Feds Will Not Honor California Voter’s Decision On Marijuana Legalization
California voters are two weeks away from possibly legalizing marijuana, but the Federal Government doesn't care.
Attorney General Eric Holder announced today that even if California voters approve Proposition 19, would legalize marijuana in the state, the Federal Government still intends to prosecute California citizens for consuming a product that is legal within their state’s borders:
SAN FRANCISCO (AP) — Attorney General Eric Holder says the federal government will enforce its marijuana laws in California even if voters next month make the state the first in the nation to legalize the drug.
The Justice Department strongly opposes California’s Proposition 19 and remains firmly committed to enforcing the federal Controlled Substances Act in all states, Holder wrote in a letter to former chiefs of the U.S. Drug Enforcement Administration. The Associated Press obtained a copy of the letter, dated Wednesday.
“We will vigorously enforce the CSA against those individuals and organizations that possess, manufacture or distribute marijuana for recreational use, even if such activities are permitted under state law,” Holder wrote.
The attorney general also said that legalizing recreational marijuana in California would be a “significant impediment” to the government’s joint efforts with state and local law enforcement to target drug traffickers, who often distribute marijuana alongside cocaine and other drugs.
He said the ballot measure’s passage would “significantly undermine” efforts to keep California communities safe.
This isn’t a surprise, of course.
The Federal Government took the same position in 1996 when California voters approved Proposition 215, which legalized marijuana for medicinal use. Despite the clearly expressed will of the California people, and despite the fact that in these particular cases the use of marijuana was being authorized by physicians, the Federal Government continued to prosecute Californians under Federal drug laws that are, typically, much harsher than state drug laws. The Supreme Court ruled in Gonzalez v. Raich that the Federal Government was authorized to do this, even in a situation where the marijuana was grown, prescribed, sold, and consumed, entirely within the confines of the State of California. The Obama Administration has placed a hold a prosecutions of medical marijuana users in California, but there’s no reason that they couldn’t resume at any moment.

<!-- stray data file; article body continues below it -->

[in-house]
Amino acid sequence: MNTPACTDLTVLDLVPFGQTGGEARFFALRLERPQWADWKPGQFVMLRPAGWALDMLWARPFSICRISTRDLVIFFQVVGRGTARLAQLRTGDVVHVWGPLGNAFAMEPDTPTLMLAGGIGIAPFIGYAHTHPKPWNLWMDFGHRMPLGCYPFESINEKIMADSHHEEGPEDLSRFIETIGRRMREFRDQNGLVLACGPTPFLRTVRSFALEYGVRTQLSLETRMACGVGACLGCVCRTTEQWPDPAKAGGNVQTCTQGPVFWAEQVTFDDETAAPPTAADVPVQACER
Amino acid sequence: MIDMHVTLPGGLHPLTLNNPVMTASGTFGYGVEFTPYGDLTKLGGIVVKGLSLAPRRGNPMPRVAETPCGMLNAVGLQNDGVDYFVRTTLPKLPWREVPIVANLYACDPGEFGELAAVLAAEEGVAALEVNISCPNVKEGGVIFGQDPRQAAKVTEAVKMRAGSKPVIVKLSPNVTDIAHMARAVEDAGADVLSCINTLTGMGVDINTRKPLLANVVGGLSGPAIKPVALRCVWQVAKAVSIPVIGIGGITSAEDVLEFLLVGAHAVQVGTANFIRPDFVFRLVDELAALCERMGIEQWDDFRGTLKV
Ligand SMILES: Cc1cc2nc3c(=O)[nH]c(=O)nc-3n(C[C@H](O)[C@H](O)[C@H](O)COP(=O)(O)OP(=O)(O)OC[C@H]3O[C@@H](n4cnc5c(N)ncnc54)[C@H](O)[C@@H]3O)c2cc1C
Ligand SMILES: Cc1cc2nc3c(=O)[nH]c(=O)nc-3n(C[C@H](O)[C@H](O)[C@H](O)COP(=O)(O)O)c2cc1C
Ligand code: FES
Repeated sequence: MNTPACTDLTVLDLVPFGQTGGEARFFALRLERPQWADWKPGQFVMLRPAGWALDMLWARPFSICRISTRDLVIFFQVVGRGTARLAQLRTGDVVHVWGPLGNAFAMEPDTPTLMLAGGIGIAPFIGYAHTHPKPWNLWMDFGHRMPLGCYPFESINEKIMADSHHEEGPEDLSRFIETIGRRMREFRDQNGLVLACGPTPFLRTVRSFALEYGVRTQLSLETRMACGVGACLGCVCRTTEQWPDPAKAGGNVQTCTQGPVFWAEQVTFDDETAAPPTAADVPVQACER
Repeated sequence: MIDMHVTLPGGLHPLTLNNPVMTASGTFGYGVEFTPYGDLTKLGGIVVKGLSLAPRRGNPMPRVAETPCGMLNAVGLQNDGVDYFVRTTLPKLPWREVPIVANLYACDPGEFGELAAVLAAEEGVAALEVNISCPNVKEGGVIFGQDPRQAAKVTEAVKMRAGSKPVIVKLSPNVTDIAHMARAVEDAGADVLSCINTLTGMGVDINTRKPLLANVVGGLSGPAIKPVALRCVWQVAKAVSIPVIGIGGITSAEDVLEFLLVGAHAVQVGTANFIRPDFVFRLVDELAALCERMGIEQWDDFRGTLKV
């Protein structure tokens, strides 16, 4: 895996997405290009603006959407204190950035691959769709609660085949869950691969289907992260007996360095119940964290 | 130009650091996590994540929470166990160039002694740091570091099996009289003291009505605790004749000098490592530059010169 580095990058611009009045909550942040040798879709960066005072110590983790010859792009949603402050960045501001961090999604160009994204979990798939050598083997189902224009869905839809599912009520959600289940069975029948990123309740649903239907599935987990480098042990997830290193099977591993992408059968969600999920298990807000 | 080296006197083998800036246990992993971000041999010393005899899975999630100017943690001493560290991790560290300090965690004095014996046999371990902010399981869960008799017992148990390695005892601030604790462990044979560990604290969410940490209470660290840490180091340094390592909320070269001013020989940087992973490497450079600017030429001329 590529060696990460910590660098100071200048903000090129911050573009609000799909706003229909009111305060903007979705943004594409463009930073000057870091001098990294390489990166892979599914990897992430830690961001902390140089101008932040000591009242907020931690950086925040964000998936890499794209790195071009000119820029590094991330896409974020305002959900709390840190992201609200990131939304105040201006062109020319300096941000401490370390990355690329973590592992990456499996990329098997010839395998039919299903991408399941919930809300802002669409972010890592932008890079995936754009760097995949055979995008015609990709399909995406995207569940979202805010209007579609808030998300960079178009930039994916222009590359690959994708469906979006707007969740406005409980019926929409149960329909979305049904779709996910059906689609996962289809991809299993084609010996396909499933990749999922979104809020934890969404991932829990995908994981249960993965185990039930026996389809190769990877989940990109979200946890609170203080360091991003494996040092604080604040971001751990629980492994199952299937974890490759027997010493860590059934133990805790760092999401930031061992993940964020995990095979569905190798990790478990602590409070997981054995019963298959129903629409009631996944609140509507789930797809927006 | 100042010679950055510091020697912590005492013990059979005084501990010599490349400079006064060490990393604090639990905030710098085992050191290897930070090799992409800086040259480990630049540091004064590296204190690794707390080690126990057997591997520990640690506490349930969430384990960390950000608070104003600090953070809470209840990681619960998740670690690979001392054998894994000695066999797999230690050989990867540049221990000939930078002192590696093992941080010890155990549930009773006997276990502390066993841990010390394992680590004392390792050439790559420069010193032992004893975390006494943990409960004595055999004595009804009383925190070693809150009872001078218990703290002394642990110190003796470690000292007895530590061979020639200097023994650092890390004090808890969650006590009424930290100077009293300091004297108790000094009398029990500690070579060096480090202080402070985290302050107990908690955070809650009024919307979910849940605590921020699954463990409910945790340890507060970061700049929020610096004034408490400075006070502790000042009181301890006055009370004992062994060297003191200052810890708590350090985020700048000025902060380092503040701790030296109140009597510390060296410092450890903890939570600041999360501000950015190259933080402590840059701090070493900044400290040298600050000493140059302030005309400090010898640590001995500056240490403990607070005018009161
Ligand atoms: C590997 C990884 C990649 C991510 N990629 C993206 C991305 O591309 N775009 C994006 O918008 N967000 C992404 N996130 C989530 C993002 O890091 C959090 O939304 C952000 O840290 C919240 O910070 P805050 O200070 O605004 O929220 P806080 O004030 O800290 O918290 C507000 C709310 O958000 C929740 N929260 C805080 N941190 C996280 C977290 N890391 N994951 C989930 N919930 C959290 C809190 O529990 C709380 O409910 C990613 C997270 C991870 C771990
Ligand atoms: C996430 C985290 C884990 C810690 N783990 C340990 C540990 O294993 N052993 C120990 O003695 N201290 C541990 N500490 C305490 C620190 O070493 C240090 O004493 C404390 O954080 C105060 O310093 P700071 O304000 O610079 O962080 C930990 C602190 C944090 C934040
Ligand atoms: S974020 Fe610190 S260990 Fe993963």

All of this raises a question.
If the voters of California want marijuana to be legal within their borders, why should the Federal Government be able to say otherwise? As a practical matter, of course, there is a difference between the California Criminal Code and Title 18 of the United States Code, but that only tells us what is, not what should be. Where in the Constitution, for example, is the Federal Government even authorized to make laws dealing with possession of any substance within the borders of a state where that substance is legal? This strikes me as a perfect example of both the perversion of the Commerce Clause that Dodd wrote about last week, and the need for the reinvigoration of the Tenth Amendment. Drug laws should be, for the most part, a purview of state rather than Federal law, and if the people of California want to make marijuana, or any other substance, legal, I don’t see why Eric Holder should be able to tell them otherwise.